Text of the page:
My second sweater, soft, glossy gray, is absurdly perfect and I am going to wear it to a reading, but the reading gets cancelled. All that day, I write my novel, thinking about the evening when I wouldn’t have to think, when I can just knit and turn off the churning in my mind. I think about how knitting, like a novel, has a structure, a spine that has to hold things together, how every stitch can tell a kind of story—that one there that is twisted is when I heard Trump say on the news not to worry. That one where I dropped a stitch is when I was stress eating. When my niece Hillary, who is supposed to come stay with us, along with her husband and two kids, cancels because of the virus, I go online and order more yarn, a deep dark blue, to knit a pullover for her the one way I can be with her.

The day I start that sweater, and WHO announces we have a pandemic. Italy is in lockdown. The first big event for my novel, The Texas Library Association in Houston, is cancelled. The Virginia Festival of the Book is cancelled. The Poets & Writers 50th Anniversary is cancelled. Colleges are holding virtual classes.

I sit with Jeff watching Sorry Wrong Number with a particularly hysterical Barbara Stanwyck, who begins to have an inkling she’s about to be murdered. I am knitting and knitting and knitting through the night, my eyes on the screen. It isn’t until I am done for the evening, that I look down at my work. To my shock, the garment has lost its structure. It isn’t totally blue the way it is supposed to be. I must have picked up the wrong yarn, because the second half of the back of the sweater is now deep green.

At first, I’m pissed. I wanted to control this. Rip it out like errant pages that aren’t working. The way this is supposed to go is not thinking, just knitting. Plus, the thought of ripping out all that work makes me ill. I’m terrible at taking out stitches and picking them back up and I know if I even try, there will be a stunning number of holes.

So I leave it. And the next day, I keep knitting, picking up other colors, making something that I don’t even think about having control over, that I can’t possibly know how it might resolve. As I knit,  I look down every once in a while, surprised, and sometimes pleased. The steady rhythm is so soothing, so hypnotic. I think about my novel, the characters so real I know what color sweaters I could knit for them, and that makes me think a bit about plot. I think about my mom, who died, two years ago, who I wish I could call to make sure she’s all right. I think about the sweater I’d make for her, deep purple, her favorite color, a sweater she’ll never get to wear. I think about my sister, who is estranged from our family and how I’d like to make her a purple sweater, too. I think about our son Max, who is in Brooklyn, who I get to see and hug. I move closer on the couch to Jeff, the click of my needles like a kind of Morse code. I love you. It’s going to be all right.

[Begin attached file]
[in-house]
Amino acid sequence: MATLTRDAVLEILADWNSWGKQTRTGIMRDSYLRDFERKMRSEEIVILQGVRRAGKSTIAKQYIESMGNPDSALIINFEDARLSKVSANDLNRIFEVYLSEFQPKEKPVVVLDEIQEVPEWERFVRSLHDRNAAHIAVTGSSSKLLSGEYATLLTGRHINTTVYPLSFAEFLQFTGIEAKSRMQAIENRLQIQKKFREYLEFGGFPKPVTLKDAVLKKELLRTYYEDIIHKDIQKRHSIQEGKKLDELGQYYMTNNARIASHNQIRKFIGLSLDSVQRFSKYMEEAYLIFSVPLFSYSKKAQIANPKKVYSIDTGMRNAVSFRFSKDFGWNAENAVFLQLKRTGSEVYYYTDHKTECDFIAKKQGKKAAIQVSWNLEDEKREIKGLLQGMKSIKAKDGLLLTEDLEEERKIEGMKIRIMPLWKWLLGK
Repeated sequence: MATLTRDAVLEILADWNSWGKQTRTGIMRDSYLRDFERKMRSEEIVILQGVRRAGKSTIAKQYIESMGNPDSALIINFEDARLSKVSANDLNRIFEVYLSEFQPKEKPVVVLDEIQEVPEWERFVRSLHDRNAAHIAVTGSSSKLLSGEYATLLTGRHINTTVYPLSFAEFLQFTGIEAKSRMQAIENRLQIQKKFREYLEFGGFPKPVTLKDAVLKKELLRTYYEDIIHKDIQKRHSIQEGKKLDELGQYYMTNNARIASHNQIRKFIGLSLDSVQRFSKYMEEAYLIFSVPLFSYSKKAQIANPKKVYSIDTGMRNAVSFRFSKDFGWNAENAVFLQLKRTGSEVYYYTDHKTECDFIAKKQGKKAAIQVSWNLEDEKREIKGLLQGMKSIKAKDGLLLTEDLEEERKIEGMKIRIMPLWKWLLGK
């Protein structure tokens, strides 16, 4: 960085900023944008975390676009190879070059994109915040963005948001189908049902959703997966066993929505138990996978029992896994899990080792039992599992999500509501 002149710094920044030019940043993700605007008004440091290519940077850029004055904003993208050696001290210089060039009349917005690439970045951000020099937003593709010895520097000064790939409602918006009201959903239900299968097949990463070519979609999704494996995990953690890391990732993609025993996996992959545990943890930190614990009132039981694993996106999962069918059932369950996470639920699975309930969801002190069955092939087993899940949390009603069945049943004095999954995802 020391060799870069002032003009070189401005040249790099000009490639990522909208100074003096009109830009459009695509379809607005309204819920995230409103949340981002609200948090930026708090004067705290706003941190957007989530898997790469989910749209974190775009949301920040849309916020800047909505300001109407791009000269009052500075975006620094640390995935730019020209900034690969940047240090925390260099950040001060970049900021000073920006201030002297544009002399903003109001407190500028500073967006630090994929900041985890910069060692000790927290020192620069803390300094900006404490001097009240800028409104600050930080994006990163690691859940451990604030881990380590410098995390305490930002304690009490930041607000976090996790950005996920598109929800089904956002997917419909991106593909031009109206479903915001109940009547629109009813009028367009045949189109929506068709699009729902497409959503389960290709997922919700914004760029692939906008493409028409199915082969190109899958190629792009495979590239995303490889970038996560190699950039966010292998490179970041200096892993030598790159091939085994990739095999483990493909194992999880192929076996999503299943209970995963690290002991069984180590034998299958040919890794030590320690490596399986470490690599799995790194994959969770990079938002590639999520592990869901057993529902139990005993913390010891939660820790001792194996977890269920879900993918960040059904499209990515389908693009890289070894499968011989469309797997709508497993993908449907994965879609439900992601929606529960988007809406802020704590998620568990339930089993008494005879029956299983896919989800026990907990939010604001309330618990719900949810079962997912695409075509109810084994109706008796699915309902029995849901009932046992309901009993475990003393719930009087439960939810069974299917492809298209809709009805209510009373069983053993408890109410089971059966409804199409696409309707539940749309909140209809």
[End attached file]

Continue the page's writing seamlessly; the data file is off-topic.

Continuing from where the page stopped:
And so I keep knitting for other people. Pullovers that will hug them because I can’t anymore, at least not without a mask. Despite myself, I am getting better and better. Knit. Knit. Knit. I’ve come to realize that this is how I give up my desperation to control the narrative and the fear I’m feeling. Knitting a sweater isn’t writing a novel, not in any sense. We can’t know how the world is going to go with the virus, we cannot know what is going to happen with Trump and his cronies or with our planet that is falling apart. We breathe in and we breathe out. We wash our hands and cover our coughs and I keep knitting.

I buy more yarn. It doesn’t matter what color, just that I have enough for four more sweaters. Just so I can see the pile of yarn, provisions against terrible times and anxious thoughts. Despite the fierce intensity of my knitting, I’m no Madame Defarge, purling my way to revenge. This is not A Tale of Two Cities as much as it is a tale of one world in crisis. Instead, every night, this is how I knit connections, this is how I knit away the terror, one stitch at a time.

Caroline Leavitt is the New York Times Bestselling author of Pictures of You and Is This Tomorrow. Her new book, With or Without You set for release in August and can be ordered here.  Her essays and stories have appeared in Real Simple, The Millions, and The New York Times. Visit her at @leavittnovelist on Twitter, on Facebook, and at Carolineleavitt.com

 

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Guest Posts, healing

Clay Glue

March 22, 2020
glue

By Ali J. Shaw

When the halls cleared out, I went into the art room and let my backpack slide off my shoulder onto the floor. Mr. Evans nodded quietly to acknowledge me, but he focused on whatever was on his computer screen. I turned the combo on my locker and glanced at the clock. Robbie would be here any minute, so I used both hands to heft the plastic-wrapped block of clay out of its cubby and onto the table. For my last assignment—vase making—I’d made one only half as tall as my classmates’ so I could conserve my clay.

“It’s for wildflowers,” I’d told them when they smirked.

Now I had a good-sized chunk left over to give to Robbie. “Hey!” Robbie yelled at top nine-year-old volume when he came into the room. I startled, and he laughed dramatically. I couldn’t help but smile.